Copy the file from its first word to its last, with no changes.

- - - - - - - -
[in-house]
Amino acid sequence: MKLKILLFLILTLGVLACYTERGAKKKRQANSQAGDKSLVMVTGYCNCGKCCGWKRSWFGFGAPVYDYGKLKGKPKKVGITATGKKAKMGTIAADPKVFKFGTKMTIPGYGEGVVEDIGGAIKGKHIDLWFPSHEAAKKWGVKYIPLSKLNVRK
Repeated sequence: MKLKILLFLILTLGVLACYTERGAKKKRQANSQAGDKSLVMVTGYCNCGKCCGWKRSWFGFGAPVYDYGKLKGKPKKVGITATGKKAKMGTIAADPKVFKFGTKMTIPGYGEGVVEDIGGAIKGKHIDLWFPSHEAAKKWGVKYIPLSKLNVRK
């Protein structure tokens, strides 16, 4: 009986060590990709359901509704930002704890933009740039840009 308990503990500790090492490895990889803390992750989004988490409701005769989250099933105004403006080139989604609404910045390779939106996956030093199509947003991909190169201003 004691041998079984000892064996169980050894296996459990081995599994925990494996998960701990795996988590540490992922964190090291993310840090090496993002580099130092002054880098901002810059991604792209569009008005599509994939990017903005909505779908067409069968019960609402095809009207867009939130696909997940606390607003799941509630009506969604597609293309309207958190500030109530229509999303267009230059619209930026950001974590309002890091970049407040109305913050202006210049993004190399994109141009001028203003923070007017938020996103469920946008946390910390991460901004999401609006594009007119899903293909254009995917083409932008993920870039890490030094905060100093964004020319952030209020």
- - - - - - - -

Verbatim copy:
[in-house]
Amino acid sequence: MKLKILLFLILTLGVLACYTERGAKKKRQANSQAGDKSLVMVTGYCNCGKCCGWKRSWFGFGAPVYDYGKLKGKPKKVGITATGKKAKMGTIAADPKVFKFGTKMTIPGYGEGVVEDIGGAIKGKHIDLWFPSHEAAKKWGVKYIPLSKLNVRK
Repeated sequence: MKLKILLFLILTLGVLACYTERGAKKKRQANSQAGDKSLVMVTGYCNCGKCCGWKRSWFGFGAPVYDYGKLKGKPKKVGITATGKKAKMGTIAADPKVFKFGTKMTIPGYGEGVVEDIGGAIKGKHIDLWFPSHEAAKKWGVKYIPLSKLNVRK
């Protein structure tokens, strides 16, 4: 009986060590990709359901509704930002704890933009740039840009 308990503990500790090492490895990889803390992750989004988490409701005769989250099933105004403006080139989604609404910045390779939106996956030093199509947003991909190169201003 004691041998079984000892064996169980050894296996459990081995599994925990494996998960701990795996988590540490992922964190090291993310840090090496993002580099130092002054880098901002810059991604792209569009008005599509994939990017903005909505779908067409069968019960609402095809009207867009939130696909997940606390607003799941509630009506969604597609293309309207958190500030109530229509999303267009230059619209930026950001974590309002890091970049407040109305913050202006210049993004190399994109141009001028203003923070007017938020996103469920946008946390910390991460901004999401609006594009007119899903293909254009995917083409932008993920870039890490030094905060100093964004020319952030209020």